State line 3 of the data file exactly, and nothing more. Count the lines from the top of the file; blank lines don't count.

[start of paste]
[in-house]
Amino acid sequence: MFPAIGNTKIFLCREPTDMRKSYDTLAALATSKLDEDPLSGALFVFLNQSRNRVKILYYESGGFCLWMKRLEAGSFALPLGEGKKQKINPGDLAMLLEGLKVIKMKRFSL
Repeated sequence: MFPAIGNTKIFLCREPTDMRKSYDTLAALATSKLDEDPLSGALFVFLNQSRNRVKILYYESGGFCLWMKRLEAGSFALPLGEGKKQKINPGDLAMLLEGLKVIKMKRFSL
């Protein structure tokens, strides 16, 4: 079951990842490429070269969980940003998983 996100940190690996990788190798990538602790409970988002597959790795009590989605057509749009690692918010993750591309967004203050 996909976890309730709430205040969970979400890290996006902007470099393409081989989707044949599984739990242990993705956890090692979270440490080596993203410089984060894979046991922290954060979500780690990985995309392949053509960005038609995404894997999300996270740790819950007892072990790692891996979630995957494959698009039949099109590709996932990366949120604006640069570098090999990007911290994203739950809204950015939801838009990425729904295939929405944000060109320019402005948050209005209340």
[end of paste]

Repeated sequence: MFPAIGNTKIFLCREPTDMRKSYDTLAALATSKLDEDPLSGALFVFLNQSRNRVKILYYESGGFCLWMKRLEAGSFALPLGEGKKQKINPGDLAMLLEGLKVIKMKRFSL